student in ER
An intoxicated University student
was found in the parking lot across
from Mosher Jordan Residence Hall
last night.
The student was cited by DPS
officers and taken to the emergency
room due to the high level of medi-
cation and alcohol in his body.

Asian students
protest radio
show content

By C.C. Song
Daily Staff Reporter
Asian student groups on campus are
condemning a local radio station after
one of its shows were accused of using
racial slurs while discussing the Sept.
15 incident that involved two University
students allegedly urinating on two Asian
students.
In a Sept. 23 segment of the "Drew
and Mike in the Morning" show on 101.1
WRIF, the show's hosts inserted audio
clips in their discussion of the Sept. 15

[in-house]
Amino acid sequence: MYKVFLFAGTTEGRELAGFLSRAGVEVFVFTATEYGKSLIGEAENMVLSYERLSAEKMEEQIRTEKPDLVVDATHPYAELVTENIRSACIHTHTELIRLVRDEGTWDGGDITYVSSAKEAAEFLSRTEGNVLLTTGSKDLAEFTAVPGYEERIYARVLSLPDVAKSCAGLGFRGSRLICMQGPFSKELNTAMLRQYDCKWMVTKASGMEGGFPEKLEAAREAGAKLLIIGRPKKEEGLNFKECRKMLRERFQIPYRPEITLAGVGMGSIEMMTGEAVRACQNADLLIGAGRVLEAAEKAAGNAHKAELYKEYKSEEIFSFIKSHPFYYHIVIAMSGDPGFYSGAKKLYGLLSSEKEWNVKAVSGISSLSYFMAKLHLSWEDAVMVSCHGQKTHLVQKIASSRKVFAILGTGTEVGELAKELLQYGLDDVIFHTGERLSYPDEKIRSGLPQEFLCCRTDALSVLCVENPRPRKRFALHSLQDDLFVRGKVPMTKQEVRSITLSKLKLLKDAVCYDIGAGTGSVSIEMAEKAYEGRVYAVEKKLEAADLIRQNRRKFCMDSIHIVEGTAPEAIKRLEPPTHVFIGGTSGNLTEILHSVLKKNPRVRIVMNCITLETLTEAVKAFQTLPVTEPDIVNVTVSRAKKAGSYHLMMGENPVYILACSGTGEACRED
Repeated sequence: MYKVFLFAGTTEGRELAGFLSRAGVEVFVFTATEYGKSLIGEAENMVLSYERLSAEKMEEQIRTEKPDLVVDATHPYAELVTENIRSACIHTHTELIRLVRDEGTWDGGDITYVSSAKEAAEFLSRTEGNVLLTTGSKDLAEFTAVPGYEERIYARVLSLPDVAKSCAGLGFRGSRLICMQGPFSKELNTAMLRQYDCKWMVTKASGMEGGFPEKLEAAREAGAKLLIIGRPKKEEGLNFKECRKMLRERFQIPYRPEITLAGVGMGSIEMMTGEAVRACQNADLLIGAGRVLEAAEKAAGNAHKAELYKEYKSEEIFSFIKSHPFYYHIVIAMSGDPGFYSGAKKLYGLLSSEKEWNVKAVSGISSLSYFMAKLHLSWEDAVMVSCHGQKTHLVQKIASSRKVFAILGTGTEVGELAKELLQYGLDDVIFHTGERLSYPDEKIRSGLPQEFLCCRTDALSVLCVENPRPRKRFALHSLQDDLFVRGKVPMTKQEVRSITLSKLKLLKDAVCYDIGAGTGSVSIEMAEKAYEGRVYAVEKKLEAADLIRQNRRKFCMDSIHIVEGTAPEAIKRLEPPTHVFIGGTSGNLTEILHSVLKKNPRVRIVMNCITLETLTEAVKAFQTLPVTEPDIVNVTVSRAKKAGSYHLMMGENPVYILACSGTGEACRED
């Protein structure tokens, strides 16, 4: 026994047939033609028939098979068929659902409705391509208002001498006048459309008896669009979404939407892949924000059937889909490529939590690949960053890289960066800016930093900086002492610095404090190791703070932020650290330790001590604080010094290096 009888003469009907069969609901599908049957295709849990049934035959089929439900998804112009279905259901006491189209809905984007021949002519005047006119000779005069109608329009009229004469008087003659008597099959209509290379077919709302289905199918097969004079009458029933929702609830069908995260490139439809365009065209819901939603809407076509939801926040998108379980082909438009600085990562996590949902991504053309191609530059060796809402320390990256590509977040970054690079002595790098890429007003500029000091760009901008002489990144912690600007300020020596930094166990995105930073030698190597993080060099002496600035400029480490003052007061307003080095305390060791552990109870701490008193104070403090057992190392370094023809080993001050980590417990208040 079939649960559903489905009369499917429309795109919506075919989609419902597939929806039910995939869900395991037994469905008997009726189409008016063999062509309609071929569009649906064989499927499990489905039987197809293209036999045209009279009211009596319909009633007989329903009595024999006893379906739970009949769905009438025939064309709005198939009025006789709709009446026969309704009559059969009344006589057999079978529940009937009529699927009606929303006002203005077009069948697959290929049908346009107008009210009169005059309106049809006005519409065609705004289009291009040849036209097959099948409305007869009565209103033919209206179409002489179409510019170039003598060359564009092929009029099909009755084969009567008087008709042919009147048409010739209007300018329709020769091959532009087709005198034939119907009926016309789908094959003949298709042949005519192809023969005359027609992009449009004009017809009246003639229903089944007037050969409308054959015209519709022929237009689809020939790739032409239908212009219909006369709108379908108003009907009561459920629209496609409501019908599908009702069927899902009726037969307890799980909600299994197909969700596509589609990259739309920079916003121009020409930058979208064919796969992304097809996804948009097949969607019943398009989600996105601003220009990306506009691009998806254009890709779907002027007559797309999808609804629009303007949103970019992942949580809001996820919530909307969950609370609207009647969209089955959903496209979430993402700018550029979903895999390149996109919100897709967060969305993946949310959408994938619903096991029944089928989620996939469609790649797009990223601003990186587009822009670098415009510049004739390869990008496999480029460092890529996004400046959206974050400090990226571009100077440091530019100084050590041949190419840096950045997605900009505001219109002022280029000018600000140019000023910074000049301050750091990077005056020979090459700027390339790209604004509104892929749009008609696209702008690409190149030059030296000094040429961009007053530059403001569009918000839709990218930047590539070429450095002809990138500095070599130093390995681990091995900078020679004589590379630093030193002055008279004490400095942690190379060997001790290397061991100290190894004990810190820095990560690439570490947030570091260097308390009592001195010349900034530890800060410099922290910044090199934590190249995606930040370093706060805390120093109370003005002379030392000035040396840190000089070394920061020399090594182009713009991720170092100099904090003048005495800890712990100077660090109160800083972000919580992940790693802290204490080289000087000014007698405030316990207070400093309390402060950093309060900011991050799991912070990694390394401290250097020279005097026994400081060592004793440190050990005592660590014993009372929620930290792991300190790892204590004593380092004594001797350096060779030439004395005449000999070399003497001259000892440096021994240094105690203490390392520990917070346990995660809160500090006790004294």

incident and of the low wages of Chi-
nese autoworkers, that said "Me no speak
Chinese" and "I must go toilet," in fake
accents.
Leaders of Asian student groups on
campus submitted a letter to the radio
station last Wednesday, saying the Asian
community was outraged by the radio
segment and demanded the release of the
audio tape of that segment of the show.
The Asian students also requested a meet-
ing of the WRIF management with Asian
representatives from the University.
But 101.1 WRIF denied the allegations
of promoting racial harassment. that the
United Asian American Organizations
and the Asian American Association
have made. The radio station has yet to
officially respond to the letter from the
Asian community. , .
Tom Bender, the regional general man-
ager of 101.1 WRIF in Detroit, defended
the show's unpredictable style, adding
No bids
sought for
college
renovation
MONTGOMERY, Ala. (AP) -
The president of Snead State Com-
munity College, who lives at the
school's hospitality center for $275
a month, did not seek bids before
authorizing a $182,000. renova-
tion of the building, according to a
recent audit by state examiners.
Snead President Devin Stephen-
son uses the Elrod Hospitality